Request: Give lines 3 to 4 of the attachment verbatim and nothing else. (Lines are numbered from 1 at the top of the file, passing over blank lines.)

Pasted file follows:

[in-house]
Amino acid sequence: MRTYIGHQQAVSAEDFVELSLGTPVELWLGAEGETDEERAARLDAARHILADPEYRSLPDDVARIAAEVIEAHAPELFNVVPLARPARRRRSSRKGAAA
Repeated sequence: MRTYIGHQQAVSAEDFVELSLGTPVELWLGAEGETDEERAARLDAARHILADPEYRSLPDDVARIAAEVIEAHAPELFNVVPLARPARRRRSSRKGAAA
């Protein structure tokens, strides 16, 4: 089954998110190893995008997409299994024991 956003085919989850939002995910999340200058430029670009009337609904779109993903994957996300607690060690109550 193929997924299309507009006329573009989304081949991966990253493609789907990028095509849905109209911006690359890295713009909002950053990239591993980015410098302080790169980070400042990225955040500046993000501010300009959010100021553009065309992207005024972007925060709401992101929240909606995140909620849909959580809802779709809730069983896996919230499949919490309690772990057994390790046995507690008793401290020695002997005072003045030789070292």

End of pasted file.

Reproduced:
Repeated sequence: MRTYIGHQQAVSAEDFVELSLGTPVELWLGAEGETDEERAARLDAARHILADPEYRSLPDDVARIAAEVIEAHAPELFNVVPLARPARRRRSSRKGAAA
């Protein structure tokens, strides 16, 4: 089954998110190893995008997409299994024991 956003085919989850939002995910999340200058430029670009009337609904779109993903994957996300607690060690109550 193929997924299309507009006329573009989304081949991966990253493609789907990028095509849905109209911006690359890295713009909002950053990239591993980015410098302080790169980070400042990225955040500046993000501010300009959010100021553009065309992207005024972007925060709401992101929240909606995140909620849909959580809802779709809730069983896996919230499949919490309690772990057994390790046995507690008793401290020695002997005072003045030789070292």